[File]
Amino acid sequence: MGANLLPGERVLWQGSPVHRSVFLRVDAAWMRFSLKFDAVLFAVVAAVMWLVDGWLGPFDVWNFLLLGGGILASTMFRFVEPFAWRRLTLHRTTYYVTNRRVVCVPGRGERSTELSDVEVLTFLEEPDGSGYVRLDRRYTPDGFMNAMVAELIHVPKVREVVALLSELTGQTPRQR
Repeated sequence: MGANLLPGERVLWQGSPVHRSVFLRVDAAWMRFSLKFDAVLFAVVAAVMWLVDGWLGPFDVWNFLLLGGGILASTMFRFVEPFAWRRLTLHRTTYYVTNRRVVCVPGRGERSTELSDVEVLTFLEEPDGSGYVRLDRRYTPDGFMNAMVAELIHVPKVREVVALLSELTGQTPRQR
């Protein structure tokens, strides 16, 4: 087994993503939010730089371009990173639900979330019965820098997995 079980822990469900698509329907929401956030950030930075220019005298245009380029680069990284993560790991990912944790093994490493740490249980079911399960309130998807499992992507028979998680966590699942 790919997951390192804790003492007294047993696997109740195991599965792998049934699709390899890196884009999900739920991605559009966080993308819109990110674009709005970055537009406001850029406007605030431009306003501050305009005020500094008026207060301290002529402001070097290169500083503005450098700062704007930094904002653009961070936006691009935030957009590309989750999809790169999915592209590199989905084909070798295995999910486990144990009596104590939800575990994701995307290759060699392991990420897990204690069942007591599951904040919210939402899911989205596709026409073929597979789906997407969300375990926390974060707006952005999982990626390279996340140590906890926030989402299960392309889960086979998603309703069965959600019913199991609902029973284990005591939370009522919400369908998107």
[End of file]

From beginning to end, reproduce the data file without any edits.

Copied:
Amino acid sequence: MGANLLPGERVLWQGSPVHRSVFLRVDAAWMRFSLKFDAVLFAVVAAVMWLVDGWLGPFDVWNFLLLGGGILASTMFRFVEPFAWRRLTLHRTTYYVTNRRVVCVPGRGERSTELSDVEVLTFLEEPDGSGYVRLDRRYTPDGFMNAMVAELIHVPKVREVVALLSELTGQTPRQR
Repeated sequence: MGANLLPGERVLWQGSPVHRSVFLRVDAAWMRFSLKFDAVLFAVVAAVMWLVDGWLGPFDVWNFLLLGGGILASTMFRFVEPFAWRRLTLHRTTYYVTNRRVVCVPGRGERSTELSDVEVLTFLEEPDGSGYVRLDRRYTPDGFMNAMVAELIHVPKVREVVALLSELTGQTPRQR
């Protein structure tokens, strides 16, 4: 087994993503939010730089371009990173639900979330019965820098997995 079980822990469900698509329907929401956030950030930075220019005298245009380029680069990284993560790991990912944790093994490493740490249980079911399960309130998807499992992507028979998680966590699942 790919997951390192804790003492007294047993696997109740195991599965792998049934699709390899890196884009999900739920991605559009966080993308819109990110674009709005970055537009406001850029406007605030431009306003501050305009005020500094008026207060301290002529402001070097290169500083503005450098700062704007930094904002653009961070936006691009935030957009590309989750999809790169999915592209590199989905084909070798295995999910486990144990009596104590939800575990994701995307290759060699392991990420897990204690069942007591599951904040919210939402899911989205596709026409073929597979789906997407969300375990926390974060707006952005999982990626390279996340140590906890926030989402299960392309889960086979998603309703069965959600019913199991609902029973284990005591939370009522919400369908998107």